Amylase Starch Experiments

Potatoes are full of starches waiting to be broken down by amylase.
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Amylase is an enzyme responsible for converting starches into the sugar maltose, which is a disaccharide. This enzyme, present in saliva, is a key component in germinating plants. The starches contained within the seed are converted to sugars, providing energy to the plant before photosynthesis begins. Experiments with amylase demonstrate how the enzyme reacts with starches and variables, which affect the rate of the reaction.

Chewing Bread

Bread is full of carbohydrates. Starches are considered a type of complex carbohydrate, which begins to be broken down into maltose as soon as it's in our mouths. Give each student a slice of bread that has been cut in two. The students chew one half of the bread for three minutes and write down their observations as to the changes in how the bread tastes. The other half of the bread is chewed for 10 seconds, then placed in a safe container for 10 minutes. After 10 minutes are up, the students chew the bread again. In both cases, the bread should begin to get sweeter as the amylase begins to convert the carbohydrates into maltose, which tastes sweet.

Corn Seeds

Give the students three corn seeds -- one dry, another that has been boiled, and one that has been soaked in water. The students cut the seeds in half and place the seeds on an agar petri dish that has a starch solution. The students then incubate the seeds for 30 minutes. After removal, they add an iodine solution over the plates. Starches remaining on the plate react with the iodine, creating purple areas. Students observe the differences between the seeds to determine which type of seed had more active amounts of amylase present.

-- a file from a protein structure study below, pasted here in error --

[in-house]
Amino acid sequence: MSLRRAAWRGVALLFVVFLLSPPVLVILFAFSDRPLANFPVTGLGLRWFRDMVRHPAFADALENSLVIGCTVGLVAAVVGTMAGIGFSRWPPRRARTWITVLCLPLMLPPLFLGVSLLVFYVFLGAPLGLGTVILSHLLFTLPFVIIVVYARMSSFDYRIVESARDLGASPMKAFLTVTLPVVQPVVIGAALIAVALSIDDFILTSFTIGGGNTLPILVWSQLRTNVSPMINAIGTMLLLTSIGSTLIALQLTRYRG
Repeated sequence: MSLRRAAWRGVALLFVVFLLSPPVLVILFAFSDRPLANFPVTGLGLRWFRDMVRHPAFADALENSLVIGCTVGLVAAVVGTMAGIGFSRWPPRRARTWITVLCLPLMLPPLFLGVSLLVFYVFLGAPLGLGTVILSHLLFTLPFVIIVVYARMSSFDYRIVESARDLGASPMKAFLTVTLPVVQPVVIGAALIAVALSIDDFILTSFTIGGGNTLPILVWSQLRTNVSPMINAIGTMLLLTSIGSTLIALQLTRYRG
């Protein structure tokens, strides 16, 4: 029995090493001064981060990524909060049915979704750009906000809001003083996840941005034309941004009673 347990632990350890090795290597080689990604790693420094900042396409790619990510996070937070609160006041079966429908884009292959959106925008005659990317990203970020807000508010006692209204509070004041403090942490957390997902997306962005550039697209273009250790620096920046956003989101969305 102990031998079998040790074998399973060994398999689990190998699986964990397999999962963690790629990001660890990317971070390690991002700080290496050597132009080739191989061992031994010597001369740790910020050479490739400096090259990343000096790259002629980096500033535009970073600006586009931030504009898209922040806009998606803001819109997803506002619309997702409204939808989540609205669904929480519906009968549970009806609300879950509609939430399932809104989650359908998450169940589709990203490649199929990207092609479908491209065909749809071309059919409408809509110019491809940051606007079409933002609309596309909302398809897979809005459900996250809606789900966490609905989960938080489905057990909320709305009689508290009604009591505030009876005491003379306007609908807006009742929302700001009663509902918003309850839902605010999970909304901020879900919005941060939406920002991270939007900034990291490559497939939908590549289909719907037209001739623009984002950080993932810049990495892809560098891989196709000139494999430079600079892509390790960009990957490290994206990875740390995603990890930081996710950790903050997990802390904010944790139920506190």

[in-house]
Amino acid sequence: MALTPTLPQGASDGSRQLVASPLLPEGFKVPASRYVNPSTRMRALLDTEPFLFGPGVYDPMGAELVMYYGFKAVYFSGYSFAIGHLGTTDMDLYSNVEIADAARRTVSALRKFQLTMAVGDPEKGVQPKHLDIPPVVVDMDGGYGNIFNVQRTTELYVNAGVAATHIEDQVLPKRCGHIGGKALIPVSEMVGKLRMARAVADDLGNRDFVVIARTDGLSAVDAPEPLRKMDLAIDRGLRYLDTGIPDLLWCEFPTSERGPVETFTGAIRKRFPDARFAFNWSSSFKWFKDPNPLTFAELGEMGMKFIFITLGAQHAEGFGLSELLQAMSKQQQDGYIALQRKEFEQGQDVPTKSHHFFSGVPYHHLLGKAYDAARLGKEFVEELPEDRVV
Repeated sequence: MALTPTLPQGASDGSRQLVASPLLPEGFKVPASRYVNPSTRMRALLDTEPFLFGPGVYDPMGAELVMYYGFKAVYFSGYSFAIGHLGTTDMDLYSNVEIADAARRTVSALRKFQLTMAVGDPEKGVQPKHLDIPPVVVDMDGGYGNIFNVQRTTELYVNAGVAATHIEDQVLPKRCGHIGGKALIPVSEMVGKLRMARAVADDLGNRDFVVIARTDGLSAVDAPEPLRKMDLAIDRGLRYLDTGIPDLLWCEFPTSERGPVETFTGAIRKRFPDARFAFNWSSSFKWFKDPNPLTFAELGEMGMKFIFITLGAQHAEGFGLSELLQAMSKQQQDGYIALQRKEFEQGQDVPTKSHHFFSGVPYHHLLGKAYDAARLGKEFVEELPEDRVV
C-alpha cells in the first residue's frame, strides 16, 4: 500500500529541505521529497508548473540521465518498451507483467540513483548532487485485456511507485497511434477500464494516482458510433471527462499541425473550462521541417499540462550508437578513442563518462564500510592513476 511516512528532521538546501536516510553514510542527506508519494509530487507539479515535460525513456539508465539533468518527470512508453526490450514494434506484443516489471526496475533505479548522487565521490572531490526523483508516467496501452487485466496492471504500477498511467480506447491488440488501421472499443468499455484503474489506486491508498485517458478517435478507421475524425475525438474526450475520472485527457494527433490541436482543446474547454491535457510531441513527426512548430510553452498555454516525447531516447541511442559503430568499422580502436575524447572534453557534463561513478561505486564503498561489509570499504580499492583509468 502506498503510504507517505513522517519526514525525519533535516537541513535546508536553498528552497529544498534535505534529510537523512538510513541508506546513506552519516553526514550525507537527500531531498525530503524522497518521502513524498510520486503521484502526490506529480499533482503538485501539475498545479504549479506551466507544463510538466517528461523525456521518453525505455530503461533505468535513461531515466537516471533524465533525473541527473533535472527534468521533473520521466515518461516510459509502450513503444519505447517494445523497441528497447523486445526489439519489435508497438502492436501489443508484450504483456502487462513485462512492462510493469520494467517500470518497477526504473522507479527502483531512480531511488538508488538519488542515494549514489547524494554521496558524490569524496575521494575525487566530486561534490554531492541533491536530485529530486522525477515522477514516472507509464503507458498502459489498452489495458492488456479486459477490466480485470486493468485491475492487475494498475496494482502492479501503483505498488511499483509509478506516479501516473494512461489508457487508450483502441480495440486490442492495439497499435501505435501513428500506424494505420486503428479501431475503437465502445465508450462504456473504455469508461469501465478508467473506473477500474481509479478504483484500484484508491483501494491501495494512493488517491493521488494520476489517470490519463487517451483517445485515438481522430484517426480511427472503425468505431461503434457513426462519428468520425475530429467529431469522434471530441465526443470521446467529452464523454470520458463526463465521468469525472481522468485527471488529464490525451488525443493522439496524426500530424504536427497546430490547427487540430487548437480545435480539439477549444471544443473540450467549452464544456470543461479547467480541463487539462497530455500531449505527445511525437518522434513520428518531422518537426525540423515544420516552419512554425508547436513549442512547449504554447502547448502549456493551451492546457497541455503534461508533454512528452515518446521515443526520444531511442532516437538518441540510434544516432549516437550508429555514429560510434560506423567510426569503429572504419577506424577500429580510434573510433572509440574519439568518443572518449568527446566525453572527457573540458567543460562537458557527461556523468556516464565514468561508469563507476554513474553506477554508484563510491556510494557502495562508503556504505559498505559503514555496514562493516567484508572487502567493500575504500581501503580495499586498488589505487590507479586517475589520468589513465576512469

As with all enzymes, amylase has a preferred pH level in which it operates. This can be determined by creating different pH levels and amylase reactions that measure the speed of the reaction. Place iodine solution drops in a test tube. In test tubes mix amylase, starch and a buffer solution with different pH levels. After mixing the solution, remove a small amount using a pipette and add it to the iodine. The iodine must turn orange when the reaction is complete. The students test the solution every 10 seconds until they arrive at the correct color. The experiment is repeated at each pH level. The pH level that turned orange the fastest is the preferred pH of amylase.


Amylase reactions happen more rapidly at certain temperatures. Place iodine solution in a tray. Mix the amylase, starch and buffer, use the same pH this time, and test how long it takes to turn orange. Raise the temperature of the solution by 10 degrees for the next solution and retest the time it takes for the reaction to test. Students should determine the optimum temperature for the amylase reaction through multiple trials.